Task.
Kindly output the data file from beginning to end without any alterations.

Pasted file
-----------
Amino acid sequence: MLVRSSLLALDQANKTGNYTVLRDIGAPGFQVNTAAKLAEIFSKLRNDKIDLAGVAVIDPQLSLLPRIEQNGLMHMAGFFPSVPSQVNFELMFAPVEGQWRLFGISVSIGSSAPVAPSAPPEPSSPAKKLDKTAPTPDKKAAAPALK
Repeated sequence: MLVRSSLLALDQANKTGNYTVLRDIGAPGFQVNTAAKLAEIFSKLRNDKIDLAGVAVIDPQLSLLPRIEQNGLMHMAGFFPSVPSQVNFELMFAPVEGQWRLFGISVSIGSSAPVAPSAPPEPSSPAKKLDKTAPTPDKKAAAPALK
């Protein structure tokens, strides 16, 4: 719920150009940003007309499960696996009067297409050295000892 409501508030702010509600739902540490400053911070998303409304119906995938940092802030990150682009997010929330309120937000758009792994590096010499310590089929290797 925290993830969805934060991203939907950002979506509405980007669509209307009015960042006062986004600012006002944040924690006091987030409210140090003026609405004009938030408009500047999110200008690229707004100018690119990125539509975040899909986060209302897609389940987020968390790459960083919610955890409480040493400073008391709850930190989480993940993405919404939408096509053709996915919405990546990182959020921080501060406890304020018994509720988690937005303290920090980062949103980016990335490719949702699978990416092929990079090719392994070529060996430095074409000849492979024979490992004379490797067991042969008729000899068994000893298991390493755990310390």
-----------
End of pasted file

Amino acid sequence: MLVRSSLLALDQANKTGNYTVLRDIGAPGFQVNTAAKLAEIFSKLRNDKIDLAGVAVIDPQLSLLPRIEQNGLMHMAGFFPSVPSQVNFELMFAPVEGQWRLFGISVSIGSSAPVAPSAPPEPSSPAKKLDKTAPTPDKKAAAPALK
Repeated sequence: MLVRSSLLALDQANKTGNYTVLRDIGAPGFQVNTAAKLAEIFSKLRNDKIDLAGVAVIDPQLSLLPRIEQNGLMHMAGFFPSVPSQVNFELMFAPVEGQWRLFGISVSIGSSAPVAPSAPPEPSSPAKKLDKTAPTPDKKAAAPALK
């Protein structure tokens, strides 16, 4: 719920150009940003007309499960696996009067297409050295000892 409501508030702010509600739902540490400053911070998303409304119906995938940092802030990150682009997010929330309120937000758009792994590096010499310590089929290797 925290993830969805934060991203939907950002979506509405980007669509209307009015960042006062986004600012006002944040924690006091987030409210140090003026609405004009938030408009500047999110200008690229707004100018690119990125539509975040899909986060209302897609389940987020968390790459960083919610955890409480040493400073008391709850930190989480993940993405919404939408096509053709996915919405990546990182959020921080501060406890304020018994509720988690937005303290920090980062949103980016990335490719949702699978990416092929990079090719392994070529060996430095074409000849492979024979490992004379490797067991042969008729000899068994000893298991390493755990310390």